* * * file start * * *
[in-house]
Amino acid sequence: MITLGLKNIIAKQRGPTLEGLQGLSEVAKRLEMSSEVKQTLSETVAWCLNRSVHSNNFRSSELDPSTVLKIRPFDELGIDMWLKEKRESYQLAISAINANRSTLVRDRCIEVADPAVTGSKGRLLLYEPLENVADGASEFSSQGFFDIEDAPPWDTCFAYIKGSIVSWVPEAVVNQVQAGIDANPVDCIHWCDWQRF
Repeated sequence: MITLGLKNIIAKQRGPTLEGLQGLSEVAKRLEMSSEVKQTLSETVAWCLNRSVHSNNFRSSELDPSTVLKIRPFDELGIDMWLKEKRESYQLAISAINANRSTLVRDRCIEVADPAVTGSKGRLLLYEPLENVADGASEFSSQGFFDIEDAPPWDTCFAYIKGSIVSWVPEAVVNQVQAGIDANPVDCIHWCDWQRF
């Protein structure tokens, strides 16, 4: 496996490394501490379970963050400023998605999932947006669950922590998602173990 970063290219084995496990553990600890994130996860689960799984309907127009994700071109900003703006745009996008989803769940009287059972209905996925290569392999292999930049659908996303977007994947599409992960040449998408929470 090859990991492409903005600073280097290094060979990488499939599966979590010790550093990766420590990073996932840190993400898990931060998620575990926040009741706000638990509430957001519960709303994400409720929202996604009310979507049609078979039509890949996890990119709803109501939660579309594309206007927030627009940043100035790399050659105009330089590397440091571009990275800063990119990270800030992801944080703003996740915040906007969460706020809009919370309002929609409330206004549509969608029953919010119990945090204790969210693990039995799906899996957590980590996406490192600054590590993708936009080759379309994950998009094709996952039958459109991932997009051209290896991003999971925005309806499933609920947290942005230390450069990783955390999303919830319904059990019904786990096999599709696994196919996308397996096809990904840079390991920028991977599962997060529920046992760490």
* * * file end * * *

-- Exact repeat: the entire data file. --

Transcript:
[in-house]
Amino acid sequence: MITLGLKNIIAKQRGPTLEGLQGLSEVAKRLEMSSEVKQTLSETVAWCLNRSVHSNNFRSSELDPSTVLKIRPFDELGIDMWLKEKRESYQLAISAINANRSTLVRDRCIEVADPAVTGSKGRLLLYEPLENVADGASEFSSQGFFDIEDAPPWDTCFAYIKGSIVSWVPEAVVNQVQAGIDANPVDCIHWCDWQRF
Repeated sequence: MITLGLKNIIAKQRGPTLEGLQGLSEVAKRLEMSSEVKQTLSETVAWCLNRSVHSNNFRSSELDPSTVLKIRPFDELGIDMWLKEKRESYQLAISAINANRSTLVRDRCIEVADPAVTGSKGRLLLYEPLENVADGASEFSSQGFFDIEDAPPWDTCFAYIKGSIVSWVPEAVVNQVQAGIDANPVDCIHWCDWQRF
């Protein structure tokens, strides 16, 4: 496996490394501490379970963050400023998605999932947006669950922590998602173990 970063290219084995496990553990600890994130996860689960799984309907127009994700071109900003703006745009996008989803769940009287059972209905996925290569392999292999930049659908996303977007994947599409992960040449998408929470 090859990991492409903005600073280097290094060979990488499939599966979590010790550093990766420590990073996932840190993400898990931060998620575990926040009741706000638990509430957001519960709303994400409720929202996604009310979507049609078979039509890949996890990119709803109501939660579309594309206007927030627009940043100035790399050659105009330089590397440091571009990275800063990119990270800030992801944080703003996740915040906007969460706020809009919370309002929609409330206004549509969608029953919010119990945090204790969210693990039995799906899996957590980590996406490192600054590590993708936009080759379309994950998009094709996952039958459109991932997009051209290896991003999971925005309806499933609920947290942005230390450069990783955390999303919830319904059990019904786990096999599709696994196919996308397996096809990904840079390991920028991977599962997060529920046992760490």